Outbreak of E. coli Infections Linked to Clover Sprouts

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Posted on March 19, 2020 at 3:30 PM ET

CDC, public health and regulatory officials in several states, and the U.S. Food and Drug Administration (FDA) are investigating a multistate outbreak of E. coli O103 infections linked to clover sprouts.

Recall and Advice to Consumers, Retailers, and Restaurants
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At A Glance

 

Photo of clover sprouts
Photo of clover sprouts.

Do not eat, serve, or sell recalled products containing sprouts from Chicago Indoor Garden. Regardless of where you buy sprouts, raw and lightly cooked sprouts are a known source of foodborne illness and outbreaks.

  • On March 16, 2020, Chicago Indoor Garden recalled all products containing red clover sprouts. Recalled products have a “Best By” date of March 12, 2020. To view a full list of recalled products click hereexternal icon. Products include:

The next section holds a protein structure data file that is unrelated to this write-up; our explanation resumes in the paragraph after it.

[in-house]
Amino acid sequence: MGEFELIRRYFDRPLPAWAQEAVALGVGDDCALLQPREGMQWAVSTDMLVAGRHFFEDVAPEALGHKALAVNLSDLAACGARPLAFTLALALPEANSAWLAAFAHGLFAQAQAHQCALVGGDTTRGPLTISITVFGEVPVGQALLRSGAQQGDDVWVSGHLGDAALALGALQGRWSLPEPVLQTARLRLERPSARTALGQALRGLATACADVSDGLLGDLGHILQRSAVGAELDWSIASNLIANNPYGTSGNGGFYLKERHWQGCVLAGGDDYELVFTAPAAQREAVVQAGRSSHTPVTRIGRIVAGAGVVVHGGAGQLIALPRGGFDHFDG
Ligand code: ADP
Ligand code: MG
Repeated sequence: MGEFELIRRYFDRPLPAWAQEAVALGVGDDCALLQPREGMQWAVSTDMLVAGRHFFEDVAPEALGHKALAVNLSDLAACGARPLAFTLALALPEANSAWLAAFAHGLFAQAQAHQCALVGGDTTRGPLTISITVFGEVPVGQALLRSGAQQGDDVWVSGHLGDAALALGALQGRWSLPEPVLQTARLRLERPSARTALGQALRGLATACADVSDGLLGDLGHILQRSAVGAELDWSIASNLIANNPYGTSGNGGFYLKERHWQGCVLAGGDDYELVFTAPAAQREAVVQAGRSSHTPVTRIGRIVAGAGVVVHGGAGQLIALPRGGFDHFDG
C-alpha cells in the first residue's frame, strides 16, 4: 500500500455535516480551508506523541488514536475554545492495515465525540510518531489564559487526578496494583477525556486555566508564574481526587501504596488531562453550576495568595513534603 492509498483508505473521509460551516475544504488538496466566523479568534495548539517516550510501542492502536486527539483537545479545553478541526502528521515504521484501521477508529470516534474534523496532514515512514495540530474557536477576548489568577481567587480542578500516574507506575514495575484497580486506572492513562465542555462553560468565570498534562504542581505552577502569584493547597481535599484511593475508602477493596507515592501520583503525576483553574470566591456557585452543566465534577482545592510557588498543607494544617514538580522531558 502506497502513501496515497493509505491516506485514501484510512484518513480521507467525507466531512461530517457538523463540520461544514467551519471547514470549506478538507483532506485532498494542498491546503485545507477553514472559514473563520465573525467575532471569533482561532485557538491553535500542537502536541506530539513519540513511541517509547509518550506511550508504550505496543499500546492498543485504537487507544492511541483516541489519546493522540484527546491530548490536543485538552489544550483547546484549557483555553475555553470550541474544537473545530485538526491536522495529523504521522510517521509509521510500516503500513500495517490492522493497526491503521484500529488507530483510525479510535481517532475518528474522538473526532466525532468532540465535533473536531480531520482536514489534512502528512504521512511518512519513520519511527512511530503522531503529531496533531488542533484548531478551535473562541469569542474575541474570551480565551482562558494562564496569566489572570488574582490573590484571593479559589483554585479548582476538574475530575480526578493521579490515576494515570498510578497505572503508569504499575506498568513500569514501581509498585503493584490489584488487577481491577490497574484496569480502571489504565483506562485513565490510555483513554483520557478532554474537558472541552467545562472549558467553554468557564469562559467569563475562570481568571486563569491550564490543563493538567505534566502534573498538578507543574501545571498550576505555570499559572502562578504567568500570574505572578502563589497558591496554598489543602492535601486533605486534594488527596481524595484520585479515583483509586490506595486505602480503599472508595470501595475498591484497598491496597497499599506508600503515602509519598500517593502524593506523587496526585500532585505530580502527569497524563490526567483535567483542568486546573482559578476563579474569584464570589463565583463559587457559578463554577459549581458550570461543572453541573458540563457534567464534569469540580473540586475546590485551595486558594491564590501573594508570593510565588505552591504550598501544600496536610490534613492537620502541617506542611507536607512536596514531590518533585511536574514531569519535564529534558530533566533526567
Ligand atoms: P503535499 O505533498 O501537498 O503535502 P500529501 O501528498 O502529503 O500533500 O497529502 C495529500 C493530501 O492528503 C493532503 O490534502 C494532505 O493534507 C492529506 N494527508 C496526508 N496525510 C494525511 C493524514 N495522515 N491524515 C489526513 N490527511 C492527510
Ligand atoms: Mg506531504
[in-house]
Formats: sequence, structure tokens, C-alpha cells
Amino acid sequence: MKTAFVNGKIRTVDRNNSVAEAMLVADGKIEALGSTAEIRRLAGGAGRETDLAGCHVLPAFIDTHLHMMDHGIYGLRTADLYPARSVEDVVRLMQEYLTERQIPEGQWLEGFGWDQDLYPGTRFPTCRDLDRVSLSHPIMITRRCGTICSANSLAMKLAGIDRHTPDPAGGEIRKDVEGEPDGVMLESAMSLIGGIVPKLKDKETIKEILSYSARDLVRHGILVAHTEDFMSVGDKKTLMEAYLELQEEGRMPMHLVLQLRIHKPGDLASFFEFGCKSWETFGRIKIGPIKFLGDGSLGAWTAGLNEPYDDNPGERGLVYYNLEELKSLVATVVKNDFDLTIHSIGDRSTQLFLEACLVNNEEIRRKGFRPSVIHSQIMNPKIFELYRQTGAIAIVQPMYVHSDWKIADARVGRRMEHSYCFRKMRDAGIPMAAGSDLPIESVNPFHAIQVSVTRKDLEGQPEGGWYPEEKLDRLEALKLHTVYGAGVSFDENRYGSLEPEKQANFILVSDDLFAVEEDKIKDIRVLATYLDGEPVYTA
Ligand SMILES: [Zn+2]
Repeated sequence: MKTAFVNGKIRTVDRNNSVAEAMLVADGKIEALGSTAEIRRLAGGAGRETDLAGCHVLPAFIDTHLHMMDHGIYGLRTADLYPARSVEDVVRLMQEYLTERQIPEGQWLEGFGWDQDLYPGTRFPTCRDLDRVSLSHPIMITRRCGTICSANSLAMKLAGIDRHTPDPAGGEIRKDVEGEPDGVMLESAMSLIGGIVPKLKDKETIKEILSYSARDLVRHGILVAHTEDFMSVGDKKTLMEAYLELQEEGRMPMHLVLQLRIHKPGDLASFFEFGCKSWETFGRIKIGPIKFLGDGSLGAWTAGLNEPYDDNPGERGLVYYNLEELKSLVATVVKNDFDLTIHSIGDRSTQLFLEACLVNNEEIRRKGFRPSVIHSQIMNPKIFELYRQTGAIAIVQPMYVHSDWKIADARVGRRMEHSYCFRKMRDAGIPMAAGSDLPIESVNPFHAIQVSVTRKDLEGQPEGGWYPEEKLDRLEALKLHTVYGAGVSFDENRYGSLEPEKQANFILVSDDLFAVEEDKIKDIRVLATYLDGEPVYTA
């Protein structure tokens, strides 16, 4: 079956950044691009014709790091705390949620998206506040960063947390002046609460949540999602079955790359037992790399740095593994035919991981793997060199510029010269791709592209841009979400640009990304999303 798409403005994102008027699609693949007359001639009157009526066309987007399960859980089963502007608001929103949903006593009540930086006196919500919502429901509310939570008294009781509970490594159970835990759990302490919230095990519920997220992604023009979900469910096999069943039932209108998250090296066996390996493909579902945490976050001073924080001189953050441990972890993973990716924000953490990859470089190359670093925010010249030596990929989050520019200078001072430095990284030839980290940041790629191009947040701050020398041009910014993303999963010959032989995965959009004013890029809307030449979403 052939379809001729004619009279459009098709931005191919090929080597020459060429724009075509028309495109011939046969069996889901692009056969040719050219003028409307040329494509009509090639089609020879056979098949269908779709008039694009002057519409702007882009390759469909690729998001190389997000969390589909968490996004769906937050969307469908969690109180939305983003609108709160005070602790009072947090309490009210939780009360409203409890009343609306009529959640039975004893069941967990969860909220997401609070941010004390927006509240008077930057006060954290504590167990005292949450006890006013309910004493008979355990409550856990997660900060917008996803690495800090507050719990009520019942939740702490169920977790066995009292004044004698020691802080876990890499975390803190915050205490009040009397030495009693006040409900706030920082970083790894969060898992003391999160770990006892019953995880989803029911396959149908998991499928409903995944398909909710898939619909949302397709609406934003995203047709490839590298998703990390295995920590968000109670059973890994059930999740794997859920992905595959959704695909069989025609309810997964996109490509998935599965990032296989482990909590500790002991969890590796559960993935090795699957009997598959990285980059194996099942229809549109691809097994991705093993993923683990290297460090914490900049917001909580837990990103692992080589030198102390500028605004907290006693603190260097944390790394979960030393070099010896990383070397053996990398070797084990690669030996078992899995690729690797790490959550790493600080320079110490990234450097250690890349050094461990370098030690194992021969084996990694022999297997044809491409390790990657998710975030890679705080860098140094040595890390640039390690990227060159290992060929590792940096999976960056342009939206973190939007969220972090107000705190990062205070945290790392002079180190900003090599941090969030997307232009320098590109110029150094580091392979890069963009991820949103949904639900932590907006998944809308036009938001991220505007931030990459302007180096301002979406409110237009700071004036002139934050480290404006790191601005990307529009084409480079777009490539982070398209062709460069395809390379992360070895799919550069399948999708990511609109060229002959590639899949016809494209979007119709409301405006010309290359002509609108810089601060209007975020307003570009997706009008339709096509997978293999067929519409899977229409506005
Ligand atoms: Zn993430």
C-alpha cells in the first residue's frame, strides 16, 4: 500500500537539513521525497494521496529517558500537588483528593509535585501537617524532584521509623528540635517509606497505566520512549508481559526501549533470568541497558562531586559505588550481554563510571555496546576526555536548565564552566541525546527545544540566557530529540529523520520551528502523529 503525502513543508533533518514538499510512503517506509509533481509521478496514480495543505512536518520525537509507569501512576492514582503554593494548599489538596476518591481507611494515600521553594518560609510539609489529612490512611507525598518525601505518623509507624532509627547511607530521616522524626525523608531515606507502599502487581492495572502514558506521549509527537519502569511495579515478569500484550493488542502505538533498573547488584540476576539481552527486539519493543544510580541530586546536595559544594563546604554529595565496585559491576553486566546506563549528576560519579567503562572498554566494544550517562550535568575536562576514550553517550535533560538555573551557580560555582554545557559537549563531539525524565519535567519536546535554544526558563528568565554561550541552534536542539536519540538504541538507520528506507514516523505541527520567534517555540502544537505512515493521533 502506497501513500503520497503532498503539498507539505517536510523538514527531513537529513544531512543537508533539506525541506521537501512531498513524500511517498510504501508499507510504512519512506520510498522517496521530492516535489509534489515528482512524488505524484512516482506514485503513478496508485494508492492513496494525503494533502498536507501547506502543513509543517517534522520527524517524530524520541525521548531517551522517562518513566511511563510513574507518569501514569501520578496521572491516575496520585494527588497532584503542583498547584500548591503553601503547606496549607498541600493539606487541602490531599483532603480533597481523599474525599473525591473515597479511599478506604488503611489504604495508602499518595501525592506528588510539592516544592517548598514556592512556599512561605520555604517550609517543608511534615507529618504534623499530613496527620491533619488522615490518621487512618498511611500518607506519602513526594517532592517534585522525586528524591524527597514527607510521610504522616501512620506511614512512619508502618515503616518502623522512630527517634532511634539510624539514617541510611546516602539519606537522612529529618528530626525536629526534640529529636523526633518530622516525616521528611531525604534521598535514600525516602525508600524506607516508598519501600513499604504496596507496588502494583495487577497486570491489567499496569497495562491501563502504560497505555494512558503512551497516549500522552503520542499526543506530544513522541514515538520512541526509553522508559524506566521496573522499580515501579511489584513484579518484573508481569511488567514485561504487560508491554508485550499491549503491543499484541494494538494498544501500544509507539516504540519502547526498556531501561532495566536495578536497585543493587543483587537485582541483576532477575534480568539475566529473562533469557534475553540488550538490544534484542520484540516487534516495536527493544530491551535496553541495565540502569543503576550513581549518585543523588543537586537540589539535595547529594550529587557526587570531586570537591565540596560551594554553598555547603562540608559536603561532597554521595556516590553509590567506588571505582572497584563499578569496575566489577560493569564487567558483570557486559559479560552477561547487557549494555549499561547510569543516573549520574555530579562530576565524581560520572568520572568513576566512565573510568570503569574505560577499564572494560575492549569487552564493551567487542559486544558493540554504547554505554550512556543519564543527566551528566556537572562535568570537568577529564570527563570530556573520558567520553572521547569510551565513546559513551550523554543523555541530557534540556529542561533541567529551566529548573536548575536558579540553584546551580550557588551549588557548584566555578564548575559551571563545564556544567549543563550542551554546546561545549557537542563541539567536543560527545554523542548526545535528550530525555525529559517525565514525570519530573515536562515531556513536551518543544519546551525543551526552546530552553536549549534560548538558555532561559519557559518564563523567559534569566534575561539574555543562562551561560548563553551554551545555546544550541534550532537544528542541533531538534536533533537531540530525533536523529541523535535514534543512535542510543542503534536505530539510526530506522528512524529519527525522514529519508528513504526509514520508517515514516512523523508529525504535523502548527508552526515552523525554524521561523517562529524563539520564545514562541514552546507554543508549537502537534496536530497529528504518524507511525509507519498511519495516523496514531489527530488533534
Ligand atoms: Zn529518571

• Red Clover 4 oz. clamshell
    • Red Clover 2 lb. boxes
    • Sprout Salad 6 oz. clamshell
    • Mixed Greens 4 oz. clamshell
    • Spring Salad 6 oz. clamshell
  • Check your refrigerator for the recalled products. If you have any of them, do not eat, sell, or serve them. Throw them away.
  • Restaurants and retailers should check storage coolers for the recalled product. Do not sell or serve recalled products.

You can reduce your risk of getting sick from raw or lightly cooked sprouts.

  • Sprouts are a known source of foodborne illness.